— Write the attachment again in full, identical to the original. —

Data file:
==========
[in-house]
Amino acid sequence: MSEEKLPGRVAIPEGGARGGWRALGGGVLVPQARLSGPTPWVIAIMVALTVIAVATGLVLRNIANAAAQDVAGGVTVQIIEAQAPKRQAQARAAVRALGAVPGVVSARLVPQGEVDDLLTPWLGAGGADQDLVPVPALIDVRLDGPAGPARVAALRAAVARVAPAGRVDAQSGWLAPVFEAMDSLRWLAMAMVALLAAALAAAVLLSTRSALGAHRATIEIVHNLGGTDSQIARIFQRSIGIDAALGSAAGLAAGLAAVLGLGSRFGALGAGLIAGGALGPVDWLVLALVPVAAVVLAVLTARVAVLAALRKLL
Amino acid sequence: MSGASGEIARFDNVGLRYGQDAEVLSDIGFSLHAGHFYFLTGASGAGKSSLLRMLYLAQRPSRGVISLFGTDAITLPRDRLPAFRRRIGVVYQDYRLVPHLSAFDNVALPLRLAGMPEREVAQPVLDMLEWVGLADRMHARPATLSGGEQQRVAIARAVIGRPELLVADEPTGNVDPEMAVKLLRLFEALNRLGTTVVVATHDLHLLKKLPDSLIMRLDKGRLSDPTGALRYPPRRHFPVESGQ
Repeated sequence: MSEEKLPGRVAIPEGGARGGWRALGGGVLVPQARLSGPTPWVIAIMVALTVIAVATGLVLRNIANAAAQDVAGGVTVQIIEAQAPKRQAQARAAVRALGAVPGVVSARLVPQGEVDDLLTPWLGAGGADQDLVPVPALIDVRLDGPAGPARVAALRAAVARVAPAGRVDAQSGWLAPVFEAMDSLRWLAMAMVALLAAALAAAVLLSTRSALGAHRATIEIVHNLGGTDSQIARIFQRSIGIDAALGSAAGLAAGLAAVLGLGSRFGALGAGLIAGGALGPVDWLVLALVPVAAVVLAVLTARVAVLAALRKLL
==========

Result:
[in-house]
Amino acid sequence: MSEEKLPGRVAIPEGGARGGWRALGGGVLVPQARLSGPTPWVIAIMVALTVIAVATGLVLRNIANAAAQDVAGGVTVQIIEAQAPKRQAQARAAVRALGAVPGVVSARLVPQGEVDDLLTPWLGAGGADQDLVPVPALIDVRLDGPAGPARVAALRAAVARVAPAGRVDAQSGWLAPVFEAMDSLRWLAMAMVALLAAALAAAVLLSTRSALGAHRATIEIVHNLGGTDSQIARIFQRSIGIDAALGSAAGLAAGLAAVLGLGSRFGALGAGLIAGGALGPVDWLVLALVPVAAVVLAVLTARVAVLAALRKLL
Amino acid sequence: MSGASGEIARFDNVGLRYGQDAEVLSDIGFSLHAGHFYFLTGASGAGKSSLLRMLYLAQRPSRGVISLFGTDAITLPRDRLPAFRRRIGVVYQDYRLVPHLSAFDNVALPLRLAGMPEREVAQPVLDMLEWVGLADRMHARPATLSGGEQQRVAIARAVIGRPELLVADEPTGNVDPEMAVKLLRLFEALNRLGTTVVVATHDLHLLKKLPDSLIMRLDKGRLSDPTGALRYPPRRHFPVESGQ
Repeated sequence: MSEEKLPGRVAIPEGGARGGWRALGGGVLVPQARLSGPTPWVIAIMVALTVIAVATGLVLRNIANAAAQDVAGGVTVQIIEAQAPKRQAQARAAVRALGAVPGVVSARLVPQGEVDDLLTPWLGAGGADQDLVPVPALIDVRLDGPAGPARVAALRAAVARVAPAGRVDAQSGWLAPVFEAMDSLRWLAMAMVALLAAALAAAVLLSTRSALGAHRATIEIVHNLGGTDSQIARIFQRSIGIDAALGSAAGLAAGLAAVLGLGSRFGALGAGLIAGGALGPVDWLVLALVPVAAVVLAVLTARVAVLAALRKLL